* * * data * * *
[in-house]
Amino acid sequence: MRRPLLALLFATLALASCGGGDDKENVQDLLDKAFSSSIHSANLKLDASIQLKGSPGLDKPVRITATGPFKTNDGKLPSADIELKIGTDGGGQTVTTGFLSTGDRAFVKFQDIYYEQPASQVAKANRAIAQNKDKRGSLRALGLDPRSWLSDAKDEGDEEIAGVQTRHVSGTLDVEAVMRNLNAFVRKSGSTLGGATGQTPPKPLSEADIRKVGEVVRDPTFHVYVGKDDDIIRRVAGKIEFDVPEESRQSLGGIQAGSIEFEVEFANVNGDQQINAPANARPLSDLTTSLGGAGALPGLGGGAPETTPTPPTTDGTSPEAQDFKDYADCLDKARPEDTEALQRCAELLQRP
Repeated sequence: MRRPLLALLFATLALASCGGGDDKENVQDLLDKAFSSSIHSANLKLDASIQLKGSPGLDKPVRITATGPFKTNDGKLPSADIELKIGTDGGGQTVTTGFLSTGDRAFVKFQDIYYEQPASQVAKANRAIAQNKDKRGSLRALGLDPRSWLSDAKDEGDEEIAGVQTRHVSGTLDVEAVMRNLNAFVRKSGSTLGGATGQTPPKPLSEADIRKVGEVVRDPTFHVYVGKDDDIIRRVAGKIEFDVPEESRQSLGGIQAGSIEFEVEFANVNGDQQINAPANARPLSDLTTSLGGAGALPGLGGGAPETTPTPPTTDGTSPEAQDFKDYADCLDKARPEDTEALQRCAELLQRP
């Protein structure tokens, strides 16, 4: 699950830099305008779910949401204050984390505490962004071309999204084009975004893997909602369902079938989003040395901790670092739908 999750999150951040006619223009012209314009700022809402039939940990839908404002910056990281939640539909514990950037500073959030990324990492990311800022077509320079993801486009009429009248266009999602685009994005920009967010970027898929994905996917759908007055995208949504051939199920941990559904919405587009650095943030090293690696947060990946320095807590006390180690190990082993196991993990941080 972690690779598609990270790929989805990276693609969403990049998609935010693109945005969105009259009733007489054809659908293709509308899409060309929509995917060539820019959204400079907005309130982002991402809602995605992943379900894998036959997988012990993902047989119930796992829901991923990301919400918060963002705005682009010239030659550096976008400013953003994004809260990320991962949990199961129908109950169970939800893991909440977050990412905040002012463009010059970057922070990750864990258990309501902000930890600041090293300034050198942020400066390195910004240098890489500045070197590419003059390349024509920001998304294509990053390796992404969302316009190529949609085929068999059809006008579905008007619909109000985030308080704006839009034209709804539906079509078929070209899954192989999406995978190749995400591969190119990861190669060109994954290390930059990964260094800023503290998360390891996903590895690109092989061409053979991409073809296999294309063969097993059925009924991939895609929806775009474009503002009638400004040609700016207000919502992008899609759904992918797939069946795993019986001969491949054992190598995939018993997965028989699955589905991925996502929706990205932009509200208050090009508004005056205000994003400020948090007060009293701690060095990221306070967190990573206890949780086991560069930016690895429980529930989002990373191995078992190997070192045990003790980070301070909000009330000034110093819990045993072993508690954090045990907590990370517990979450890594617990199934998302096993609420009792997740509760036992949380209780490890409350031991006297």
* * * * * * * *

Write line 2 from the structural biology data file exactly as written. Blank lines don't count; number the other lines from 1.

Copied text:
Amino acid sequence: MRRPLLALLFATLALASCGGGDDKENVQDLLDKAFSSSIHSANLKLDASIQLKGSPGLDKPVRITATGPFKTNDGKLPSADIELKIGTDGGGQTVTTGFLSTGDRAFVKFQDIYYEQPASQVAKANRAIAQNKDKRGSLRALGLDPRSWLSDAKDEGDEEIAGVQTRHVSGTLDVEAVMRNLNAFVRKSGSTLGGATGQTPPKPLSEADIRKVGEVVRDPTFHVYVGKDDDIIRRVAGKIEFDVPEESRQSLGGIQAGSIEFEVEFANVNGDQQINAPANARPLSDLTTSLGGAGALPGLGGGAPETTPTPPTTDGTSPEAQDFKDYADCLDKARPEDTEALQRCAELLQRP